Some of the toys have also brought surprises. “One of the toys was a Rubik’s Cube. When I saw that, I thought it was an ’80s thing that wouldn’t sell now,” she said, “but they did.”

Down the hallway, closer to Santa, Royal Toys operator Ozkam Bozroy enjoys December days with plenty of time to play with toys. His kiosk features high-end toys such as drones and remote-control helicopters, which he demonstrates throughout the day.

“Everybody is happy when they get to play with toys,” said Bozroy, who has worked two Christmas seasons at the mall and a dozen with the company overall. “We’re in a good spot, close to Santa. For me, a kiosk is better than being in one of the side (inline) stores.”

Bozroy, of Anderson, plans to maintain the kiosk location in January, but switch his product line from toys to sun glasses.

Down the hallway, Christmas shoppers will find a familiar store in kiosk from — Hickory Farms, a 65-year-old national retail entity which once operated inline stores year-round but made the switch to seasonal kiosks more than a decade ago. It now operates seasonal stores in 650 locations in North America.

“The product is familiar. We have customers who came every season and say, ‘We were waiting for you — it’s Christmas now,'” said Cayce Morrow, a co-manager at a kiosk that operates for the last two months of the year.

“it’s a terrific seasonal job,” the Anderson resident said of the kiosk, which is owned by a North Carolina couple. “It’s a a great way to earn some extra Christmas money. And by dividing the time with another manager (Angie Ocampo), it’s enjoyable for both of us.”

Ray Hertgen, an analyst with California-based, said kiosks “are an emerging strategy in retail,” one that appeals to entrepreneurs because initial costs are a fraction of those incurred by a business that leases and stocks a permanent location.

The smaller investment is critical, he said, at a time when traditional stores are feeling competition from online retailers.

“The retail industry is pretty unanimous in its feeling that the United States is ‘over-stored.’ The U.S. simply has too much retail square footage for today’s new retail reality,” Hertgen said. “The result is, many established brands are closing storefronts or ‘rightsizing’ into smaller footprints.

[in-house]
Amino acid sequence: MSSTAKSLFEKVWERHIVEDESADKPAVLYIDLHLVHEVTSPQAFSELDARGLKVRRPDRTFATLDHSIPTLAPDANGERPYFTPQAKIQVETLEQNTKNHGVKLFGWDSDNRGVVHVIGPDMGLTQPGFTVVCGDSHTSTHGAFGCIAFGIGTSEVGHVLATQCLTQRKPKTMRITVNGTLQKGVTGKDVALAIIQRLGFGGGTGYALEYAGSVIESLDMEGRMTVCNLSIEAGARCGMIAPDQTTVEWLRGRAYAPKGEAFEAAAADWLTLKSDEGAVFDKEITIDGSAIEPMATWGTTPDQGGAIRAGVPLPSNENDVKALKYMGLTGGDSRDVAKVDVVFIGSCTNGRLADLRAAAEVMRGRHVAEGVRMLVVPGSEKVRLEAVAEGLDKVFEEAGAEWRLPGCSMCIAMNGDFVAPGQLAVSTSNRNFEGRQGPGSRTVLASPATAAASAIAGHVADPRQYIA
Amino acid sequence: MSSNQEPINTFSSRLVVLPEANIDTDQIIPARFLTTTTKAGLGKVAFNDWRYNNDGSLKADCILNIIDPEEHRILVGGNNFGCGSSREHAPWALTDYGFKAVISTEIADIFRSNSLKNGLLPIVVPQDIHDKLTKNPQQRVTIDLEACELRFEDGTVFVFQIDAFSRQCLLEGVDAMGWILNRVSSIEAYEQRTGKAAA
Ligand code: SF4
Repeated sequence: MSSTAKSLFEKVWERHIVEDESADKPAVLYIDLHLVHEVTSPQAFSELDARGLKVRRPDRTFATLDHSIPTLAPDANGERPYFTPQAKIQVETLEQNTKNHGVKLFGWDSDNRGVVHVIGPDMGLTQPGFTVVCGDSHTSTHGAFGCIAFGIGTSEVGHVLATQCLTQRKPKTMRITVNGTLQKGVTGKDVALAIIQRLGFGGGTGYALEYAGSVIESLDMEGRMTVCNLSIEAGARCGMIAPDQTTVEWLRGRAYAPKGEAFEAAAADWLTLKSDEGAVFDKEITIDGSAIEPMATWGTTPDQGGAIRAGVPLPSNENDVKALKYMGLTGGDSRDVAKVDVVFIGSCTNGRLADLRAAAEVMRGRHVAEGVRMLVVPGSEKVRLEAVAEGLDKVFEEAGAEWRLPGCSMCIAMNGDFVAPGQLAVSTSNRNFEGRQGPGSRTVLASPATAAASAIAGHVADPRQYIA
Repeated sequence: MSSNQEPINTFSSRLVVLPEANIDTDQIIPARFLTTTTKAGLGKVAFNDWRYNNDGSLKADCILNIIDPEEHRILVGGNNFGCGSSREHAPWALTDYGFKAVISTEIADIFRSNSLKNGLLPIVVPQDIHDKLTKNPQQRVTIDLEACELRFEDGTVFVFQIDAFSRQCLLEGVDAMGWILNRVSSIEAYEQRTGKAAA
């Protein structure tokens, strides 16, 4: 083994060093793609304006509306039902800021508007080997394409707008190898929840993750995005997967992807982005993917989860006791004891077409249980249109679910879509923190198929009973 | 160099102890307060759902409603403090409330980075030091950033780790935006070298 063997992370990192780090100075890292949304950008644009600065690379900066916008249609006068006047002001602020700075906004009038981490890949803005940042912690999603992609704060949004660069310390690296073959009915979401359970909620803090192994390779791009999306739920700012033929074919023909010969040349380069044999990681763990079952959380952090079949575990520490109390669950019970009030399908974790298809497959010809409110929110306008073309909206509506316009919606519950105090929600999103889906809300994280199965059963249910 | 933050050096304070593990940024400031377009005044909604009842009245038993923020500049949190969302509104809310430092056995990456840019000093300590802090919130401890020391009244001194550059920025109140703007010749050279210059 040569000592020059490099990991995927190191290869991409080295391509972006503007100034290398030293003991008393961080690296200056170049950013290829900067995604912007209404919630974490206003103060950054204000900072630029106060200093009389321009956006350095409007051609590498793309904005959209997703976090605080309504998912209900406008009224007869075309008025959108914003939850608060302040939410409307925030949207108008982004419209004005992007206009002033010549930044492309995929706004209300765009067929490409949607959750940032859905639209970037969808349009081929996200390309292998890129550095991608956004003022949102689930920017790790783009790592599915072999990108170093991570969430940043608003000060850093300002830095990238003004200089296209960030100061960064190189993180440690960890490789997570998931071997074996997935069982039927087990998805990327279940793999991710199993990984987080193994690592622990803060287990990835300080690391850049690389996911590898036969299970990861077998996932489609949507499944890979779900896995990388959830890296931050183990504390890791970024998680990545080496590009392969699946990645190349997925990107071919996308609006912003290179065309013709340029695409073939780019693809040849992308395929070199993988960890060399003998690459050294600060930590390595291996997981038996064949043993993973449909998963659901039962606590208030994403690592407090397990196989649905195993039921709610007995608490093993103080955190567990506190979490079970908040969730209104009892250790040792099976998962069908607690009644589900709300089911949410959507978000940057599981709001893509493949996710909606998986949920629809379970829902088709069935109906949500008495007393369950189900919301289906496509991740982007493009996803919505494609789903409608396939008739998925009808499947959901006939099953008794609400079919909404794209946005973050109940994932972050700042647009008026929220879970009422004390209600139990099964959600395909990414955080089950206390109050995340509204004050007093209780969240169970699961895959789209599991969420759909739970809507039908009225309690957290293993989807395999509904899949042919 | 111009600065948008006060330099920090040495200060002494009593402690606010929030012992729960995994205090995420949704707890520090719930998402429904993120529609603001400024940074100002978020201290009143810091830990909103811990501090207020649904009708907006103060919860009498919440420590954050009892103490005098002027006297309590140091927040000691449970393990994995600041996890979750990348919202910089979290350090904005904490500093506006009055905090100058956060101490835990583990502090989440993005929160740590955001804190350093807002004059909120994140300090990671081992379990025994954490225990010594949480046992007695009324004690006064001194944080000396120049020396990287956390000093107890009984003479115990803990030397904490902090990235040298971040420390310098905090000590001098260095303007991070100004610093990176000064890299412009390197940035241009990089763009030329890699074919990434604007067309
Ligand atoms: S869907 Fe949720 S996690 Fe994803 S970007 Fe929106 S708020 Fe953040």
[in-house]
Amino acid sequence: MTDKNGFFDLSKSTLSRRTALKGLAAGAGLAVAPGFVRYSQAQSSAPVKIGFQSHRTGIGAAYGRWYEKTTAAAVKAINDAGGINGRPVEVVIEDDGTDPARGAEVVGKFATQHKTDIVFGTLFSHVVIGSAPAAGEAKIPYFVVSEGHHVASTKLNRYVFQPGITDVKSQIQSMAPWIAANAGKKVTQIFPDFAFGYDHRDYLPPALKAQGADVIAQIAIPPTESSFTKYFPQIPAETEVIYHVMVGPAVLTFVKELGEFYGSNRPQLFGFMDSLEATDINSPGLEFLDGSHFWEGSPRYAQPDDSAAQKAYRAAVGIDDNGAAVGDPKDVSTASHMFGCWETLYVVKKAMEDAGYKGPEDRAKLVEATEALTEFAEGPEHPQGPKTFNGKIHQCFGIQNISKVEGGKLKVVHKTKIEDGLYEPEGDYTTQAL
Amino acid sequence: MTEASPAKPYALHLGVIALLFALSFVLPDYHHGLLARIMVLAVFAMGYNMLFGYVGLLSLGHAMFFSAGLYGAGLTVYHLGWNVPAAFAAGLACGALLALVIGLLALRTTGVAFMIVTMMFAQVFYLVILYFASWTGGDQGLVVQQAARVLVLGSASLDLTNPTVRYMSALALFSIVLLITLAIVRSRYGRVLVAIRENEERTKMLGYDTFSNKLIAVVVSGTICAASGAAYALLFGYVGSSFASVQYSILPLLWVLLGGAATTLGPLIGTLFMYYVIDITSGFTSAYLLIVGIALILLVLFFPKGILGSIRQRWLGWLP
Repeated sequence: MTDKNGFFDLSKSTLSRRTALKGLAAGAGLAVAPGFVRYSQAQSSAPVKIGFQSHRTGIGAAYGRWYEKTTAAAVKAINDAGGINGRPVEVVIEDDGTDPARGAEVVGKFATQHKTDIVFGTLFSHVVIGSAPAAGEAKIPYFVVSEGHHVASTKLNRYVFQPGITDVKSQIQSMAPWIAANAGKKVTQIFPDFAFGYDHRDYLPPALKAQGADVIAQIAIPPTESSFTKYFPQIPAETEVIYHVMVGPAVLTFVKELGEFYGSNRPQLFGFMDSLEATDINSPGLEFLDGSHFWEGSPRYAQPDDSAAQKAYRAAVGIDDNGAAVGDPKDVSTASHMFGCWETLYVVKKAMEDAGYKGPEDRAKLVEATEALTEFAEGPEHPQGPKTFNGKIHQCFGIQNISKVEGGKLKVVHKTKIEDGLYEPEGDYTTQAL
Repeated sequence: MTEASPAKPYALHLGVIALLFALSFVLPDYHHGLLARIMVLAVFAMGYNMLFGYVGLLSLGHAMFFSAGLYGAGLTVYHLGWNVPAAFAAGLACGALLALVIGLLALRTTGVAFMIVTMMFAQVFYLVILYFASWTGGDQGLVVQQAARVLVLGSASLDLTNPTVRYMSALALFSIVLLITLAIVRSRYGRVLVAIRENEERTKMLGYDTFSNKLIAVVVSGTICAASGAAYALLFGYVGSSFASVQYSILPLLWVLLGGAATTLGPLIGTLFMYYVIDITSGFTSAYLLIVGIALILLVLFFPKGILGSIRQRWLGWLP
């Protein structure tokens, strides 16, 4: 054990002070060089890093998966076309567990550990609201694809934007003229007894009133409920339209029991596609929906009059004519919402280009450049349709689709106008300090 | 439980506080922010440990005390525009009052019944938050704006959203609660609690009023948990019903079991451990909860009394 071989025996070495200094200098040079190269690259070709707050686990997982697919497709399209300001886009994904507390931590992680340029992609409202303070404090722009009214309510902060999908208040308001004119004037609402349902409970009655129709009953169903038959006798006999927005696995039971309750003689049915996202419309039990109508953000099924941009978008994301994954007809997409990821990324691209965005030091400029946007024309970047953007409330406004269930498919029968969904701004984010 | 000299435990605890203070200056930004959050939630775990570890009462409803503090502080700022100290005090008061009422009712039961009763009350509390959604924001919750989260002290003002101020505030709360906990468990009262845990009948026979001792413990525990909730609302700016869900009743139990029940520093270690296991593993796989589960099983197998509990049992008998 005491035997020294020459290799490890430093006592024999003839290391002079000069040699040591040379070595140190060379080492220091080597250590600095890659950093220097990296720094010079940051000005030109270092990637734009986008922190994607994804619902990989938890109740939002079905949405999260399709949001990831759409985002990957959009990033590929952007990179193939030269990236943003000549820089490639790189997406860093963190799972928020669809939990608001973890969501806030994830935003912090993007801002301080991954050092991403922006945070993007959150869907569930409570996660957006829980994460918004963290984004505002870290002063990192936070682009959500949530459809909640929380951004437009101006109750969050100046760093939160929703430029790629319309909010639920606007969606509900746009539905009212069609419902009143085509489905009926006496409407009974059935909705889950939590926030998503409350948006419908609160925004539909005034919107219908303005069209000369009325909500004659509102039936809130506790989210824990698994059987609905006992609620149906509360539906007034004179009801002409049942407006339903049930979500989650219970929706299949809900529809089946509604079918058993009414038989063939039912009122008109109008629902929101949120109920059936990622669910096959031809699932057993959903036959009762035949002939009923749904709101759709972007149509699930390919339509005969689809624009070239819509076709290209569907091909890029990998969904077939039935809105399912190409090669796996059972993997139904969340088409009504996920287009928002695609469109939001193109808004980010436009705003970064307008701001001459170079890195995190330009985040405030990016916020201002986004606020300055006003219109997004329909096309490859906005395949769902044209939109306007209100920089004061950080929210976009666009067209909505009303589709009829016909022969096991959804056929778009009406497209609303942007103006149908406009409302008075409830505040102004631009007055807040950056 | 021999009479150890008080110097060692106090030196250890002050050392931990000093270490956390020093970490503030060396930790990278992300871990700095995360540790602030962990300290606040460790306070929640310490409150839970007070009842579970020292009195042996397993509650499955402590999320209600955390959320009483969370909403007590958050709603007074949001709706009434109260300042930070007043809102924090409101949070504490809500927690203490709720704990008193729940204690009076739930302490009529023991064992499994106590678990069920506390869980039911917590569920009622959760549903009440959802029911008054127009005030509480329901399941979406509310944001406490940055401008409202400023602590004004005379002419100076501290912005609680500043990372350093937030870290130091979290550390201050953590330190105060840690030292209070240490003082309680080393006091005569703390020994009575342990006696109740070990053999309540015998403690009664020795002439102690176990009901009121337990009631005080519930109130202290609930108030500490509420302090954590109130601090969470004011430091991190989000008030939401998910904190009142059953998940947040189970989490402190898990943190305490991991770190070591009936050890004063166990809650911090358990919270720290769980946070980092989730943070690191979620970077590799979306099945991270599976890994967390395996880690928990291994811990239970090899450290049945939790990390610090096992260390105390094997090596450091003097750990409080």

“Physical stores can be expensive, not just in regards to long-term leases, but also with inventories and outfitting spaces with fixtures to create the brand’s desired look and feel,” he said. “Pop-ups and kiosks offer an alternative, and are a great way for brands to experiment with the physical retail channel. The temporary nature of both eliminate the need for long-term leases, and kiosks, in particular, are so small as to require relatively little inventory investment.”

There are downsides, Hertgen said. Because they are in high-traffic areas, kiosks are expensive in terms of rental per square foot. And they often require more proactive effort by the operator.

“To capture and keep shoppers’ attention, a kiosk retailer must be able to fully explain its product and its value in 10-20 seconds, and it helps if that can be done non-verbally. If not, a shopper is well past the kiosk and on with her shopping journey,” Hertgen said.

“As brands experiment with the right sized physical footprint for their businesses, I see kiosks as a very viable platform,” Hertgen said, “particularly with fast-moving consumer goods, food and beverage, fashion accessories and services.”